5 Graffiti Artists We Think You Need To Know About
Whatever your feelings are towards graffiti, it cannot be denied that there is a time and a place for societyâs most rebellious act. Spoiling the look of a war memorial or a listed building is just not cool, but there is a fine line between true graffiti and downright vandalism.
Thereâs a plethora of well-known graffiti artists out there these days, and if I mentioned them all you might be here for quite some time. So Iâm going to shrink the list down to just five. Letâs jump right in:
If youâve not heard of Banksy, then… Okay, you must have heard of Banksy. This guy is a legend amongst the artists in the shadows. He has made his mark in many different places around the world including London, New Orleans, Los Angeles and, of course, his hometown of Bristol. Some of his most famous works include such paintings as âMaid in London,â âSperm Alarmâ and âRage, Flower Thrower.â One of his most amusing pieces of art, despite its connotations, is âMild Mild West,â which depicts a teddy bear throwing a Molotov cocktail at some riot police. I mean, come onâ¦ thatâs just awesome (in a rebellious sort of way).
Banksy isnât just a graffiti artist; heâs a political activist and has dabbled in filmmaking. He is the ultimate multi-tasker.
Whilst Banksy is possibly the most well-known of graffiti artist at the moment, Iâd be so bold as to say that Invader is the most interesting. He prefers the use of ceramic tiles and mosaics instead of spray cans or paint. His theme is centred around retro video games like Pacman and Space Invaders âthe latter of which is the inspiration for his rather appropriate pseudonymâ and his works can be found in 33 countries around the globe. Each of his works of art are referred to as âinvasionsâ of the cities in which theyâre situated, and in many cases theyâre considered blessings. What this Parisian is also well-known for is his use of the style âRubikcubism,â which, as its name suggests, involves the use of Rubik cubes. In short, images are created by using the cubes as building blocks (Nintendoâs mascot Mario looks especially cool using this method). It is unclear as to who created Rubikcubism, but Invader is certainly one of its most prominent champions.
Now is that awesome, or is it awesome?
3. Mr Brainwash
Itâs true that abilities run in the family. Itâs all about the genes these days and Mr Brainwash just happens to be the cousin of our favourite champion of cubes and pixels, Invader. Like Banksy, Mr Brainwash has been known for dabbling in filmmaking alongside his terrific escapades into graffiti, and among some of his most famous works is the design of the cover for Madonnaâs album âCelebrationâ in 2009. In that same year Mr Brainwash opened a show in New York; he created a gallery at an abandoned warehouse and his exhibition, so-named âLife is Beautiful: Icons,â covered thousands of square feet of space. It featured a portrait of Jim Morrison made from broken vinylâs which sold for $100,000.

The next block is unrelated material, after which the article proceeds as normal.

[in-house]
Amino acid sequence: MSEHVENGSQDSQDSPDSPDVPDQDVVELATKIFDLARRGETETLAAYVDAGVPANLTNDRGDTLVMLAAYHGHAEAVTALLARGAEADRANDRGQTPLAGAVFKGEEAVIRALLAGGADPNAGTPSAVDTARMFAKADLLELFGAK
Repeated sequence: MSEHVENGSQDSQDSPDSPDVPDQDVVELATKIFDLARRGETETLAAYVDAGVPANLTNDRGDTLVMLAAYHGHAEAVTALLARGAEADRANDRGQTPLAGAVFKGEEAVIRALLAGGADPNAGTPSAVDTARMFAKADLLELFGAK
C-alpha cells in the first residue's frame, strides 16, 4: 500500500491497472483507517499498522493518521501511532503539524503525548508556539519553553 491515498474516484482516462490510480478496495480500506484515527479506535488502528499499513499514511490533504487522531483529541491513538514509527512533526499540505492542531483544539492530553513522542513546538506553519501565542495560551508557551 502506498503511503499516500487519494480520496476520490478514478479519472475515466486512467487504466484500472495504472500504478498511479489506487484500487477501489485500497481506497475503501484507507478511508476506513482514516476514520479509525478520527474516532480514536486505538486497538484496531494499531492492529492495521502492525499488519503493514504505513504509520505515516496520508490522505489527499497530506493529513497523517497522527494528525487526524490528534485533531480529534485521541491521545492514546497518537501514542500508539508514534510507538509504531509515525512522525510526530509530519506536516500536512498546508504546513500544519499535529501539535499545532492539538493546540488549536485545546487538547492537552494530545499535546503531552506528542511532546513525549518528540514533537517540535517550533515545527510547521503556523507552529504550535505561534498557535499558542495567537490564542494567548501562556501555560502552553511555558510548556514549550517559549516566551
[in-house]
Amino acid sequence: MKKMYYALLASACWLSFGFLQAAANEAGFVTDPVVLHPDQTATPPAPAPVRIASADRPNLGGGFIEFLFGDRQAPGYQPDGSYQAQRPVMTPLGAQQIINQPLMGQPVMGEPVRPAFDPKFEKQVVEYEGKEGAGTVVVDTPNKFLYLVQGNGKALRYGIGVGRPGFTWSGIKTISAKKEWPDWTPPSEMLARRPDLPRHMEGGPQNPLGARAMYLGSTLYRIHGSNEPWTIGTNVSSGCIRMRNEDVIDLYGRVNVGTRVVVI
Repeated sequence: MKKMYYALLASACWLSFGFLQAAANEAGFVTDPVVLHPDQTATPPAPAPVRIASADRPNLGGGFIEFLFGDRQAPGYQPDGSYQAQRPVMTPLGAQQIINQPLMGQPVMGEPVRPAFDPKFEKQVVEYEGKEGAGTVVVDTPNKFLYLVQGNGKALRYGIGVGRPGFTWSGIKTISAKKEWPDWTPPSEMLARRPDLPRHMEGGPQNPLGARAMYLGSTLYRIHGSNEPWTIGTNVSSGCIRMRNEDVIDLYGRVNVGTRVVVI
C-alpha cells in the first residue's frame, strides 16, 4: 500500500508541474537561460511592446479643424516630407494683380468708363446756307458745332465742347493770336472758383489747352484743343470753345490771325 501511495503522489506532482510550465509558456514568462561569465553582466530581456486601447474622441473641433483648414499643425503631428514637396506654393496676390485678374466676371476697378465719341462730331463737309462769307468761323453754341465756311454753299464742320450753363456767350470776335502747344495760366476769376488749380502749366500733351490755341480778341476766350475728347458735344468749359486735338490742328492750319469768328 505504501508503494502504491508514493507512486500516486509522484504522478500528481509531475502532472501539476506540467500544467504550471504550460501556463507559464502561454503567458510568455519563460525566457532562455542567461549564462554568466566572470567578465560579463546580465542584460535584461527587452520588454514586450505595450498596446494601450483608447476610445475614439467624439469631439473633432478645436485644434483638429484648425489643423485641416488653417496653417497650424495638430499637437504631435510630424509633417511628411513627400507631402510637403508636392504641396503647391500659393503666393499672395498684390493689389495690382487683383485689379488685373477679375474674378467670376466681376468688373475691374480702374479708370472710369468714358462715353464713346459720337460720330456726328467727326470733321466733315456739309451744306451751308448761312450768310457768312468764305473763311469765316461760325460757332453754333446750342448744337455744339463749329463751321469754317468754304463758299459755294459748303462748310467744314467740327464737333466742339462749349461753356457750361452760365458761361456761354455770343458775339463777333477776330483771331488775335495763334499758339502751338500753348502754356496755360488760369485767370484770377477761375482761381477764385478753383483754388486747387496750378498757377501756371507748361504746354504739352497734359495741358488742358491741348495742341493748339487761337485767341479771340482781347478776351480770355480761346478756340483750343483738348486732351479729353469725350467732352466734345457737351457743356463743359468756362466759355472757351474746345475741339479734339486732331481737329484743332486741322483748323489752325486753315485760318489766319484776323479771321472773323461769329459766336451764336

Itâs safe to say Mr Brainwash is rather rad.
German graffiti artist Darco seems to be a little more âtraditionalâ than the other artists in this list, in that his works of art resemble more what your run of the mill street artist cooks up, what with the colourful and stylish lettering he employs. He first became active in the year 1984 when he blessed Paris with his first artistic piece, and has since been credited for influencing many aspiring graffiti artists around the globe with his distinct style. Although he occasionally draws cartoon figures (and fantastic ones at that), Darco appears to be primarily faithful to âgraffiti-writing,â and rightly soâ¦ heâs damn good at it.
If you want an example, check out his work âGor.â Itâs exquisite.
5. David Choe
Mr Choe is a world class graphic designer as well as a graffiti artist, and it really shows when you consider who he has worked for. Heâs produced cover art for Jay Z and Linkin Park, and provided artwork for the sets of Juno and The Glass House, which makes David Choe a great example of a graffiti artist making his mark on two extremely unforgiving industries.Additionally, despite his dislike for the franchise, Choe also worked on murals at two different office sites for Facebook, which were commissioned by Mark Zuckerberg himself (though he chose to have shares in stocks instead of taking cash).
Now that is cool.
Itâs safe to say that the above rebels should always be regarded as artists and not vandals, because what they produce is certainly art, and anyone who says otherwise is just uncool.